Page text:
Overcoming the Challenges of Summer Feeding Programs in Indiana

The Patricia Elmore Center Recreation Complex hosts a summer food service program which serves nutritious lunches, prepared daily during the week, to children in need from their local community.
July 10, 2015
by Emily Nelson

I would say I have a love for procedure; I am the one always looking for how to write something into standard operating procedure or manual. It is way of thinking that I can quickly recognize in others and appreciate greatly, and something I saw to my great joy while visiting Gleaners Food Bank of Indiana this late June to see its summer programs.

I was graciously hosted by Kathy Keiner, the chief programs and agency relations officer, and Hope Pascoe, its current child hunger corps member, who took time out of their busy schedules to show us Gleaners’ facilities and two of its summer feeding sites. Our first meal site visit was to the Patricia Elmore Center Recreation Complex, the home for the Greenfield Parks and Recreation Department and Senior Center. There I quickly found a kindred spirit in the site coordinator, who had done an amazing job organizing this summer meals site, and it clearly was paying off.

The Patricia Elmore Center Recreation Complex hosts a summer meal site which serves nutritious lunches, prepared daily during the week, to children in need from their local community. There I meet the complex’s site coordinator, Jeannie Roberts, who is the volunteer engagement coordinator at the United Way of Central Indiana. Hosting this summer feeding site was just one of her many duties and she has approached the many challenges of running a summer feeding site with an critical eye that has helped them cope with and overcome the challenges often faced by summer meal programs and has resulted in a great summer experience for children in need in their community.

One of the toughest challenges many summer feeding sites face is the fluctuations in the number of kids that come to eat each day. Ordering the right amount of food, even when done daily, is a challenge. Sites always estimate high because they would never want to have a child leave empty handed. Jeannie has addressed this challenge for her site by keeping a backup supply of shelf-stable meals. Now, on those days when participation is particularly high, if they run out of meals they always have a backup. These shelf stable meals are put together by volunteers and Jeannie provides clear instructions right on the bag so there is never any confusion or worry that an item gets missed if a volunteer is using the shelf-stable meals for the first time. This attention to detail is the kind of program work that makes my heart swoon. It’s a simple step to put together these instructions, and they ultimately improve the program for the children.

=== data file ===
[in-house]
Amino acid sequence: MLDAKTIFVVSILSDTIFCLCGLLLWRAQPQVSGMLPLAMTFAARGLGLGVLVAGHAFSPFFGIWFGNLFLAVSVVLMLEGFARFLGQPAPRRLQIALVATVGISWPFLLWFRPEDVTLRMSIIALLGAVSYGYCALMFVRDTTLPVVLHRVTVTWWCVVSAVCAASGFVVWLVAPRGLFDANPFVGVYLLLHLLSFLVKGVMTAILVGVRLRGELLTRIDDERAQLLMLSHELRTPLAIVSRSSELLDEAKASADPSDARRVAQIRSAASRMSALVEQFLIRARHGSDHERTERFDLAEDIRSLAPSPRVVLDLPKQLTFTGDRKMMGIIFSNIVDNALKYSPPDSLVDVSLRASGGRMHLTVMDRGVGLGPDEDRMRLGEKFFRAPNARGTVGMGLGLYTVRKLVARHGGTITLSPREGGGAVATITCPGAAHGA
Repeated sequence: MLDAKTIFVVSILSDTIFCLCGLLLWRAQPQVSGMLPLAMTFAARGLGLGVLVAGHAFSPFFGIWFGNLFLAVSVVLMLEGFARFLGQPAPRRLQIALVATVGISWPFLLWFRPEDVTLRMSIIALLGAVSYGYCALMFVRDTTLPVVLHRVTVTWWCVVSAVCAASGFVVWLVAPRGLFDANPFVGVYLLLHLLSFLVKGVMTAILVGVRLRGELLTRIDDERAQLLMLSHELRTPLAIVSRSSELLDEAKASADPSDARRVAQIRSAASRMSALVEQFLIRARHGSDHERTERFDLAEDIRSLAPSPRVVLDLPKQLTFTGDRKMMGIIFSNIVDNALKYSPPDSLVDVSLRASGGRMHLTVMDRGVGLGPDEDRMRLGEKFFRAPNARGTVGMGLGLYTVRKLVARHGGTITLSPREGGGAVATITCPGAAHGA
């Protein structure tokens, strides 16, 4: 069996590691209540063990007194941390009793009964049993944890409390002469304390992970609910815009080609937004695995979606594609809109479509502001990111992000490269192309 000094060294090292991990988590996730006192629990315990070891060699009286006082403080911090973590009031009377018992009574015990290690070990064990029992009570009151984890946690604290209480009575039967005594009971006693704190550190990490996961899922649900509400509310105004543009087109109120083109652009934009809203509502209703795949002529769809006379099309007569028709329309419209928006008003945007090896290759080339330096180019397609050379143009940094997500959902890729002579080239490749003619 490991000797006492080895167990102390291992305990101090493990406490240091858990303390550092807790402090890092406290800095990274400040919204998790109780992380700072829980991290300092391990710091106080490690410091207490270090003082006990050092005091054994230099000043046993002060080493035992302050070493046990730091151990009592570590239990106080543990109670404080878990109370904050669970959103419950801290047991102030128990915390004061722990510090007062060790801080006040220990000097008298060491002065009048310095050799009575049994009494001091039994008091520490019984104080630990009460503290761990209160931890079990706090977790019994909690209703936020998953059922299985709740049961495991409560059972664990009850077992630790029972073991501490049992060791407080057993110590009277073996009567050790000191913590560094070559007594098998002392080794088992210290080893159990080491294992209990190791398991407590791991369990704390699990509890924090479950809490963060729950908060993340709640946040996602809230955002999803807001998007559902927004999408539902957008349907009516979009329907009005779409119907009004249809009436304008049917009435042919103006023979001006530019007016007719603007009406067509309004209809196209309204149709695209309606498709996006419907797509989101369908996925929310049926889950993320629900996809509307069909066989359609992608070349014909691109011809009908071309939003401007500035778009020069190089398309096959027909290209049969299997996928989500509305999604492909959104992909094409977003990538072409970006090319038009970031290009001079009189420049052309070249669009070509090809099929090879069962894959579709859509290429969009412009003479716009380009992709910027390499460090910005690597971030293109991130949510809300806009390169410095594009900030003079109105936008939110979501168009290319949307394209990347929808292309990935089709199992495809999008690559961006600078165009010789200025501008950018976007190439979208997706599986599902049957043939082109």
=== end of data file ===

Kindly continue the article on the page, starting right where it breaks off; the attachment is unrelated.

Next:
You can see this high level of organization in other places too. There are reminders to hand children milk, extra menus to hand out to parents so they can coordinate their dinners at home and more. This skill for coordination also goes beyond just meal service and also extends to programming. The site has developed partnerships with several organizations including a local hospital, girl scouts and local library to provide volunteers, nutrition education and books to read. These partnerships provide an enriching environment for the children that come to eat each day.

Running meal sites for children during the summer is no easy task, especially when you have a large number of sites in rural locations like Gleaners Food Bank of Indiana does. In reality we were only able to see a small fraction of its expansive summer programming, which includes family boxes of food in rural areas and packs of food for children to take home for the weekend at meal sites. The success of all of these program models comes from hard work, great partnerships and passionate program champions. It was a great pleasure to see all of those factors at work while visiting Gleaner’s summer meals sites. Although we only got to see the tip of the iceberg, it was very clear why its programs are such a great success and it’s encouraging to see the food bank reach so many children who might otherwise not get the food they need throughout the summer.

* Emily Nelson is a program information specialist, grants administration at Feeding America. Learn more about how summer food service programs work across the Feeding America network.

Tags: Innovative Solutions to Hunger , Food Bank Network , Indiana , Gleaners Food Bank of Indiana, Inc.
 

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